Journal of Health Communication: Dynamics of Trust & Communication in COVID Vaccine Decision Making: A Qualitative Inquiry

BP2C Executive Director Dr. Scott Ratzan serves as editor of the Journal of Health Communication, which recently published an article titled, “Dynamics of Trust & Communication in COVID Vaccine Decision Making: A Qualitative Inquiry.” The article was co-authored by Christy J.W. Ledford, Lauren A. Cafferty, Justin X Moore, Courtney Roberts, Ebony B. Whisenant, Alejandra Garcia Rychtarikova, and Dean A. Seehusen and reveals  outcomes from a study on COVID-19 vaccination decision-making. The authors identified three cross-cutting themes from the study: time, trust, and communication tactics.

Excerpt: In response to the COVID-19 pandemic, scientists coordinated a complex immunization effort that developed and distributed vaccines by December 2020. This study aimed to explain COVID-19 vaccination decision-making process to inform vaccine communication with patients and the public. Building on quantitative research on COVID-19 vaccine hesitancy, we conducted a grounded theory study, collecting 30 qualitative interviews with employees at a U.S. university that provided vaccine eligibility in December 2020.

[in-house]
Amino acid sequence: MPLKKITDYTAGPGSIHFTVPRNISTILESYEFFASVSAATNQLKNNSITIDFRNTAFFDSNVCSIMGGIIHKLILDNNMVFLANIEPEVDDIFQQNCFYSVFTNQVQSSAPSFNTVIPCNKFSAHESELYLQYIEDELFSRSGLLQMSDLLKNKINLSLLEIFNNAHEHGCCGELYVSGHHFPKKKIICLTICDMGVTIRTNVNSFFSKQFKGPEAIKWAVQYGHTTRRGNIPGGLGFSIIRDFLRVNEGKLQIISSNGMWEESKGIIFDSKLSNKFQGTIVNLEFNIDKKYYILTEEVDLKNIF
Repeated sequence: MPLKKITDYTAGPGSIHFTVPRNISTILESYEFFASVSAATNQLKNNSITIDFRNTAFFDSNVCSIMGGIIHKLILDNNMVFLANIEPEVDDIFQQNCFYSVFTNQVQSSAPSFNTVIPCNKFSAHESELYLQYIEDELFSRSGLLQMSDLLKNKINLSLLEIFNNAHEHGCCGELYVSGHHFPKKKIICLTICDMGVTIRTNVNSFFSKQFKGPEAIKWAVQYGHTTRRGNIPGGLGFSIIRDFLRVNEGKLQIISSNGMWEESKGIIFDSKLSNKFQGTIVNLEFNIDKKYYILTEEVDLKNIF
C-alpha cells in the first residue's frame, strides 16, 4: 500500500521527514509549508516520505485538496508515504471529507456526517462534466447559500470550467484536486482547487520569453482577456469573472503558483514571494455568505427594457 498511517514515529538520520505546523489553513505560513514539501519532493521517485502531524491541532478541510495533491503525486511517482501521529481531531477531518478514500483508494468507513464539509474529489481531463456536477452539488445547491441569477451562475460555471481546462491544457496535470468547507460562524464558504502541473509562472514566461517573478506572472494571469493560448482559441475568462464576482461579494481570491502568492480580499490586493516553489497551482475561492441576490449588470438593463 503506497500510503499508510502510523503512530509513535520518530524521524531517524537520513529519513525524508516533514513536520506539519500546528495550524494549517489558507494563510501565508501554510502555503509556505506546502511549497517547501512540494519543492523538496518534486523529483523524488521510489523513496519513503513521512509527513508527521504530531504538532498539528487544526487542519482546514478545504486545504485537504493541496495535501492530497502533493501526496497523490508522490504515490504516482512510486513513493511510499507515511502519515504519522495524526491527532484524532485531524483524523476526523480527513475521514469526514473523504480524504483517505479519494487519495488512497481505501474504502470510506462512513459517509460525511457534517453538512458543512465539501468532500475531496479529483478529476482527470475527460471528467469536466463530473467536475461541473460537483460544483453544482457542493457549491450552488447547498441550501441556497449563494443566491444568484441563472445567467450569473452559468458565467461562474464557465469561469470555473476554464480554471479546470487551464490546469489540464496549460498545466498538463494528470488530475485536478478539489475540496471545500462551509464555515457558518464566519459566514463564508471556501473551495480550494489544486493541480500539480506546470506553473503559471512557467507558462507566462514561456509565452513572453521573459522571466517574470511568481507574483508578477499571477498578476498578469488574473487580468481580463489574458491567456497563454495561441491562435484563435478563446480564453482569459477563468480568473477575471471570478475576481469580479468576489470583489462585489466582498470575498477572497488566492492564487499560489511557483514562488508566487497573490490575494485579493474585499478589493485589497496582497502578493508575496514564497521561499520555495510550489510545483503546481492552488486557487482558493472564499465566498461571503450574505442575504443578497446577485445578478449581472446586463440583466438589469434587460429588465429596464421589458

Analysis followed the Sort and Sift, Think and Shift method.

Participants who had chosen to receive the vaccine and those who had not both described five factors that impacted their decision-making: emotional response, understanding, personal values, culture, and social norms. Across these factors, we identified three cross-cutting themes: time, trust, and communication tactics. In a time of emerging science and changing answers, the constant introduction of new information created information overload for participants.

COVID-19 vaccine development was a “grand experiment globally,” which required trust, not only knowledge, to overcome hesitancy. The complex information environment surrounding COVID-19 vaccination requires multi-level intervention that cannot rely on knowledge translation alone. We need to help patients build trusting relationships with experts that can create scaffolding for future information processing.

To read the full article, please click here.